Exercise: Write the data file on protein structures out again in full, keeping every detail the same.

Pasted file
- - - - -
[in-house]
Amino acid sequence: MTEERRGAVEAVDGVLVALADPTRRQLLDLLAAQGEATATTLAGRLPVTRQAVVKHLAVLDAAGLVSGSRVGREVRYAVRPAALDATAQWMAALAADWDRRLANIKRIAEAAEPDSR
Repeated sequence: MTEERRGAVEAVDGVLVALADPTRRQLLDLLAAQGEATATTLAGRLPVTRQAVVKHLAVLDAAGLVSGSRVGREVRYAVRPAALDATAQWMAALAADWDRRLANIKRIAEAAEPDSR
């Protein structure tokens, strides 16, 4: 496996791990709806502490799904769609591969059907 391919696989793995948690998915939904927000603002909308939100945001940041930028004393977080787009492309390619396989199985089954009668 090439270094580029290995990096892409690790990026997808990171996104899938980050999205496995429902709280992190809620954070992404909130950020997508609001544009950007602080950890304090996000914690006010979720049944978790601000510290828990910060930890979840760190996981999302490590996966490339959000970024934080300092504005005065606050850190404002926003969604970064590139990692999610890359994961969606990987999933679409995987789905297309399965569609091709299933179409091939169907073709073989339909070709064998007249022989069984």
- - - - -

[in-house]
Amino acid sequence: MTEERRGAVEAVDGVLVALADPTRRQLLDLLAAQGEATATTLAGRLPVTRQAVVKHLAVLDAAGLVSGSRVGREVRYAVRPAALDATAQWMAALAADWDRRLANIKRIAEAAEPDSR
Repeated sequence: MTEERRGAVEAVDGVLVALADPTRRQLLDLLAAQGEATATTLAGRLPVTRQAVVKHLAVLDAAGLVSGSRVGREVRYAVRPAALDATAQWMAALAADWDRRLANIKRIAEAAEPDSR
């Protein structure tokens, strides 16, 4: 496996791990709806502490799904769609591969059907 391919696989793995948690998915939904927000603002909308939100945001940041930028004393977080787009492309390619396989199985089954009668 090439270094580029290995990096892409690790990026997808990171996104899938980050999205496995429902709280992190809620954070992404909130950020997508609001544009950007602080950890304090996000914690006010979720049944978790601000510290828990910060930890979840760190996981999302490590996966490339959000970024934080300092504005005065606050850190404002926003969604970064590139990692999610890359994961969606990987999933679409995987789905297309399965569609091709299933179409091939169907073709073989339909070709064998007249022989069984």